The FASTK family proteins fine-tune mitochondrial RNA processing.
Van Haute, Lindsey
Public Library of Science (PLoS)
MetadataShow full item record
Ohkubo, A., Van Haute, L., Rudler, D. L., Stentenbach, M., Steiner, F. A., Rackham, O., Minczuk, M., et al. (2021). The FASTK family proteins fine-tune mitochondrial RNA processing.. PLoS Genet, 17 (11) https://doi.org/10.1371/journal.pgen.1009873
Funder: The Cancer Council of Western Australia
Funder: UWA Postgraduate Scholarships
Transcription of the human mitochondrial genome and correct processing of the two long polycistronic transcripts are crucial for oxidative phosphorylation. According to the tRNA punctuation model, nucleolytic processing of these large precursor transcripts occurs mainly through the excision of the tRNAs that flank most rRNAs and mRNAs. However, some mRNAs are not punctuated by tRNAs, and it remains largely unknown how these non-canonical junctions are resolved. The FASTK family proteins are emerging as key players in non-canonical RNA processing. Here, we have generated human cell lines carrying single or combined knockouts of several FASTK family members to investigate their roles in non-canonical RNA processing. The most striking phenotypes were obtained with loss of FASTKD4 and FASTKD5 and with their combined double knockout. Comprehensive mitochondrial transcriptome analyses of these cell lines revealed a defect in processing at several canonical and non-canonical RNA junctions, accompanied by an increase in specific antisense transcripts. Loss of FASTKD5 led to the most severe phenotype with marked defects in mitochondrial translation of key components of the electron transport chain complexes and in oxidative phosphorylation. We reveal that the FASTK protein family members are crucial regulators of non-canonical junction and non-coding mitochondrial RNA processing.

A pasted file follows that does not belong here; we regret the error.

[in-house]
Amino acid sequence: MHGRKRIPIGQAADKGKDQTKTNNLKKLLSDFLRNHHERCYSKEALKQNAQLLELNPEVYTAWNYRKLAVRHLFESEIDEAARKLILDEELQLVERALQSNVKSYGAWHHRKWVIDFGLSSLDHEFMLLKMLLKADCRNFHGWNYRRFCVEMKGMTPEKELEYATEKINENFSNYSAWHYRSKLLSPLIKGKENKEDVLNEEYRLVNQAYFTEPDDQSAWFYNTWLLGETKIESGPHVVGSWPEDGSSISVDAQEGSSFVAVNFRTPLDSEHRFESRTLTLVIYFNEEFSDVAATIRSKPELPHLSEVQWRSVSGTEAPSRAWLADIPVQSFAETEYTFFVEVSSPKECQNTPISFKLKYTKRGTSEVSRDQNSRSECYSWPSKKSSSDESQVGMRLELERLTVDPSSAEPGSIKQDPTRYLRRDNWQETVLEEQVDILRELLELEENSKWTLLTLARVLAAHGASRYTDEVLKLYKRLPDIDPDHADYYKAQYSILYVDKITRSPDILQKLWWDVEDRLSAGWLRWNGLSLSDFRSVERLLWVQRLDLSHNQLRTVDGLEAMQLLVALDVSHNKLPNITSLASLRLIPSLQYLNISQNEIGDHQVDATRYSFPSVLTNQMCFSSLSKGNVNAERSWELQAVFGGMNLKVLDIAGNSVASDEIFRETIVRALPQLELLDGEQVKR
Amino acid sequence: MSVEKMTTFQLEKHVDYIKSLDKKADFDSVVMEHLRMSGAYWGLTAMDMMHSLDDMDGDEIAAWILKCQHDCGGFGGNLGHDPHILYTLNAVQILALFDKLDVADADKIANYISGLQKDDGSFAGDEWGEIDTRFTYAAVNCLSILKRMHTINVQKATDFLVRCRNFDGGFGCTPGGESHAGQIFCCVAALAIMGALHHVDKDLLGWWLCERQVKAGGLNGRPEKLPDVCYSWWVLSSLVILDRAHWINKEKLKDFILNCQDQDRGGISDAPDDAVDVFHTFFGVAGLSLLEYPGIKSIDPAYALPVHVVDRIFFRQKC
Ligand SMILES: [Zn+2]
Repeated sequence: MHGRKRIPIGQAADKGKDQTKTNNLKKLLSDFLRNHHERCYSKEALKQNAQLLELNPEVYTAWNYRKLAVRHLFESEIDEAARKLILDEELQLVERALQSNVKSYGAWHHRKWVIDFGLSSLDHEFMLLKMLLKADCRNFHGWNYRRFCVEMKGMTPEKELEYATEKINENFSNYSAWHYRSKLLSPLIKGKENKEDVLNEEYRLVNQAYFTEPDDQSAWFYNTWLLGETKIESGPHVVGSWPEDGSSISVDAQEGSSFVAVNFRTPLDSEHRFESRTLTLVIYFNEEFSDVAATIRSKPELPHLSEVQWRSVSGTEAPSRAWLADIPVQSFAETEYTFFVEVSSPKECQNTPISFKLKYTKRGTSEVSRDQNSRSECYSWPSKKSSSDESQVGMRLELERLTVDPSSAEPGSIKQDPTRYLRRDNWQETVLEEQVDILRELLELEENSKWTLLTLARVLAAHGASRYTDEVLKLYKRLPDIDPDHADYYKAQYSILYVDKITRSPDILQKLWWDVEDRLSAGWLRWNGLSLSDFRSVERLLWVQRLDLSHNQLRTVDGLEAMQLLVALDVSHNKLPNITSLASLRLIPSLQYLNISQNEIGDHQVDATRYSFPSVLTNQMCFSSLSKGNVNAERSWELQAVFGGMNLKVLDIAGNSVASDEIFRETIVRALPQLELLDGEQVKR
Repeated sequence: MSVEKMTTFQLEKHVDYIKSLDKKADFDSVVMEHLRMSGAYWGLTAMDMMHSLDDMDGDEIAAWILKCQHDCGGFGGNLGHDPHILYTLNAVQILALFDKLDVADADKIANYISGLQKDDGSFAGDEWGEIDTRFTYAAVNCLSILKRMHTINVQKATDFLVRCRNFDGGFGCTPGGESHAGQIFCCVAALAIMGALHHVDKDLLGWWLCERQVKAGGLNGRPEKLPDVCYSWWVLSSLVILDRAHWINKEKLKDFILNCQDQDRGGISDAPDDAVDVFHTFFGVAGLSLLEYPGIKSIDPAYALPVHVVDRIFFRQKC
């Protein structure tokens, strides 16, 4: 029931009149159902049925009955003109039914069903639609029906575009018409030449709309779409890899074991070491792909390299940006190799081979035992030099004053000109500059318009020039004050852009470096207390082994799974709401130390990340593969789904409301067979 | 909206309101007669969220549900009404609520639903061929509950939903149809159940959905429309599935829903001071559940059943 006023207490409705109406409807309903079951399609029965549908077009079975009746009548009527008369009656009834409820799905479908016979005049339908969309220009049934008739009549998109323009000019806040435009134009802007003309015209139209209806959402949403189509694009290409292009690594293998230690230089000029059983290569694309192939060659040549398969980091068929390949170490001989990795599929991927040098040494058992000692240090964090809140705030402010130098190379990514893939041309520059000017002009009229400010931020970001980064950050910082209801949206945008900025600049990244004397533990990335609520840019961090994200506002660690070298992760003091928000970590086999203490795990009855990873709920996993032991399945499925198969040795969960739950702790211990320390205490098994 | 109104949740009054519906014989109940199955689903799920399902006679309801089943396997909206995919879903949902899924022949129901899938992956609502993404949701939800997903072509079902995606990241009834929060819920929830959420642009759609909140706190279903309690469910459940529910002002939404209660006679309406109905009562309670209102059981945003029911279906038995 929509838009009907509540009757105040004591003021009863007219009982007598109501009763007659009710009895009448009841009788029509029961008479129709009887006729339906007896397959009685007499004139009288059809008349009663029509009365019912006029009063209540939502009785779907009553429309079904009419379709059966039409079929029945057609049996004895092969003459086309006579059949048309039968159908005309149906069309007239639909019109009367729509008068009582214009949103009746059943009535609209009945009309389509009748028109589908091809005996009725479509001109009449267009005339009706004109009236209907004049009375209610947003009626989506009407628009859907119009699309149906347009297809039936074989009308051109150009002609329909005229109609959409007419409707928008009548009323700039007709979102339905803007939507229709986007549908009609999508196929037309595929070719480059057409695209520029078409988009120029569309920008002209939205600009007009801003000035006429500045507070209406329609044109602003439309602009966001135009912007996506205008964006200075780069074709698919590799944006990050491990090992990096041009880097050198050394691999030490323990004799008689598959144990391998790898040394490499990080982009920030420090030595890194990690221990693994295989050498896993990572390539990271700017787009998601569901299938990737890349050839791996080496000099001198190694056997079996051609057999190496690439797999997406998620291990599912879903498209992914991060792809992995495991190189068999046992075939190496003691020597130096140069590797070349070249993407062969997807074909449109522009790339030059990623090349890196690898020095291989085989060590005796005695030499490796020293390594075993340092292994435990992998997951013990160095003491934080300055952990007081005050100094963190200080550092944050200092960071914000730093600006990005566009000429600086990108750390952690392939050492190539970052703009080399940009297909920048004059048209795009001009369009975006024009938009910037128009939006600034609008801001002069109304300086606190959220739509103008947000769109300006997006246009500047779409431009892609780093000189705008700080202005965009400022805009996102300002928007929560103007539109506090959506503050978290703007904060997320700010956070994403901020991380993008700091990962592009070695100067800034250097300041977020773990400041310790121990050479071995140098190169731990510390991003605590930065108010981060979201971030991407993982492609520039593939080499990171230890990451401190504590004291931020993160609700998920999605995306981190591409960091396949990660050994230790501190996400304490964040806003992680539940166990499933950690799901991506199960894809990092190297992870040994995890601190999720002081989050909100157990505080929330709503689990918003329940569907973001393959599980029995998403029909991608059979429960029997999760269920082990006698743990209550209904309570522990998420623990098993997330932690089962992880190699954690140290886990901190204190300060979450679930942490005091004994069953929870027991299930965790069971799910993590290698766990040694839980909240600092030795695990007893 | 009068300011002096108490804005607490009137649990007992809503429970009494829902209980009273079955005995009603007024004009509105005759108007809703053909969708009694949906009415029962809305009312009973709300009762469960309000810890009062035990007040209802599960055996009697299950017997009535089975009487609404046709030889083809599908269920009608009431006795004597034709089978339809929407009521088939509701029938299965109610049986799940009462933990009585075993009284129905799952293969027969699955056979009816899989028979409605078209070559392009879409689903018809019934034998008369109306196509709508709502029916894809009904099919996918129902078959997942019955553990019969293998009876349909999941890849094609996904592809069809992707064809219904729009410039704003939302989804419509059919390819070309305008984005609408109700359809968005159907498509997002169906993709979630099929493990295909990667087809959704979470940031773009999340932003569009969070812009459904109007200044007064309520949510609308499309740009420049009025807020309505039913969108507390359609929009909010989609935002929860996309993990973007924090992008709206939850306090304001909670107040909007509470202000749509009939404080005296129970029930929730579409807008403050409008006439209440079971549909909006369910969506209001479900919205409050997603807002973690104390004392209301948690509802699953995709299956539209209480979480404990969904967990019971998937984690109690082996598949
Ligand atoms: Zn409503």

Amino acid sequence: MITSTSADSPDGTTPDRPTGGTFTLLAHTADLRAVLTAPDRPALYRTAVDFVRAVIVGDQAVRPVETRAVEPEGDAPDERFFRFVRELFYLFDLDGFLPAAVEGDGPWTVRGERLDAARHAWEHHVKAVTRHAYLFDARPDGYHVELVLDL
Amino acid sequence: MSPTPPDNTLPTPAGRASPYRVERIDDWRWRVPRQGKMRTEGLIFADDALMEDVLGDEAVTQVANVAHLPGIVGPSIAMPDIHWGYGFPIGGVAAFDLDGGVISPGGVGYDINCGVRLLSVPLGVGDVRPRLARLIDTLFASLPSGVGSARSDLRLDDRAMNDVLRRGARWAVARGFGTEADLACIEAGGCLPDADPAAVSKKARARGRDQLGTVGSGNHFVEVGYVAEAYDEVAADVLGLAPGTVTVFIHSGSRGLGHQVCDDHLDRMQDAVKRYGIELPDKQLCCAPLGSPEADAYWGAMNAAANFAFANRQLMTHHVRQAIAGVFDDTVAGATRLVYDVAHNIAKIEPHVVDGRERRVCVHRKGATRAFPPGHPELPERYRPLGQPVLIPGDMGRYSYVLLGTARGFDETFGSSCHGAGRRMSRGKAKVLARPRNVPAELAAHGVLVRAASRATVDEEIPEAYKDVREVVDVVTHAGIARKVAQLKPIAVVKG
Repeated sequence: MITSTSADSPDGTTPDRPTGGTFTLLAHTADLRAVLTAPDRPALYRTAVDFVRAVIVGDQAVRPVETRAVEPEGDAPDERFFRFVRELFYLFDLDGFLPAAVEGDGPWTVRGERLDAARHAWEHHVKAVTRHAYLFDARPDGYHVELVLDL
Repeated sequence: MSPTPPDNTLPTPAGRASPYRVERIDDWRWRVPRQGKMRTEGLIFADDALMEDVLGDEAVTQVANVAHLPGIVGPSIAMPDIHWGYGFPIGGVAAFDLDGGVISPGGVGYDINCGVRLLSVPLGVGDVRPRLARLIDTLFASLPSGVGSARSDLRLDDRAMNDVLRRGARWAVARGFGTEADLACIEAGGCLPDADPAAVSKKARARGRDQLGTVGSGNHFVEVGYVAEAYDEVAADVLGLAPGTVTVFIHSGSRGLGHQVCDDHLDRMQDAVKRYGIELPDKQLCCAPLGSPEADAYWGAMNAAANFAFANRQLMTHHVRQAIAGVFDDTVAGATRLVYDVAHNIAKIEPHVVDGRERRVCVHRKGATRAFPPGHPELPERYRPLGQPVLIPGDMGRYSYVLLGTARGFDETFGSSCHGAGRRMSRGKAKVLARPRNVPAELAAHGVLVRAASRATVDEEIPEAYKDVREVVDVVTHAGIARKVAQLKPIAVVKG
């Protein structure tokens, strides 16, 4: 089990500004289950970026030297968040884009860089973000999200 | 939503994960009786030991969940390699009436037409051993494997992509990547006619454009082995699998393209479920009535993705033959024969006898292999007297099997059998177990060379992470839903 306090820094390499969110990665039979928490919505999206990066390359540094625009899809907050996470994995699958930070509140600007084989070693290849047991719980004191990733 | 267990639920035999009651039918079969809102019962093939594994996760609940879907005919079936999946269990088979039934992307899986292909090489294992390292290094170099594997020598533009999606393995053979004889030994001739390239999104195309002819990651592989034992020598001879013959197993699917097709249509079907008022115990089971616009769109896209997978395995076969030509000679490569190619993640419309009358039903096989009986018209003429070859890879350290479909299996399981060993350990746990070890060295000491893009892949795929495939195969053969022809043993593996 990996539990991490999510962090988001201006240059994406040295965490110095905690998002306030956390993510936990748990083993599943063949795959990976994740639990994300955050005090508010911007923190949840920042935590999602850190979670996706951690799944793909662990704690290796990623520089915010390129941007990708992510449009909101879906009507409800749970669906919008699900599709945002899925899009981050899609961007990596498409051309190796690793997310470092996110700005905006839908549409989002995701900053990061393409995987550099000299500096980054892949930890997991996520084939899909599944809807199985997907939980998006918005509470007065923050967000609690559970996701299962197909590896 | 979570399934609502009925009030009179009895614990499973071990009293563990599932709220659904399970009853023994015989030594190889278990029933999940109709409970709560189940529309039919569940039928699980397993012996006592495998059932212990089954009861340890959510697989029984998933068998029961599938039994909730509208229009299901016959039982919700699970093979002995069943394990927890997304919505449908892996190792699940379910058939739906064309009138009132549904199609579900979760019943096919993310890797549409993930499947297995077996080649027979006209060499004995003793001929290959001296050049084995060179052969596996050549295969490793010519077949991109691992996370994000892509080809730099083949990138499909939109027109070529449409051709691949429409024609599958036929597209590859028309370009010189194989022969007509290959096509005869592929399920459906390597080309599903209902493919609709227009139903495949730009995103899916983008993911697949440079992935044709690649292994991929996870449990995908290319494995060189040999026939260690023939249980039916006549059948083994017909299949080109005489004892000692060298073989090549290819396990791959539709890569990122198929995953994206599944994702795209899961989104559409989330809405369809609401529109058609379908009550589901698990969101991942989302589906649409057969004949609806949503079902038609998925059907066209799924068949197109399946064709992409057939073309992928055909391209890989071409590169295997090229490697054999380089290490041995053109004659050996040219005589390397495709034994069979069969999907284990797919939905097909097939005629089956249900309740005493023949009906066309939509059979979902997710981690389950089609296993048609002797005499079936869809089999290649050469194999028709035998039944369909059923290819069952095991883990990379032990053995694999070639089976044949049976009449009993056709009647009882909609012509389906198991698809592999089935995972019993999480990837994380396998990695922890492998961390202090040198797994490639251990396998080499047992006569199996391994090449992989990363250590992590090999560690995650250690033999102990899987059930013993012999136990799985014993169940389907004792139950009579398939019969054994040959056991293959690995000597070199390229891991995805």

Research Article, Biology and life sciences, Research and analysis methods
Medical Research Council (MC_UU_00015/4)
External DOI: https://doi.org/10.1371/journal.pgen.1009873
This record's URL: https://www.repository.cam.ac.uk/handle/1810/330902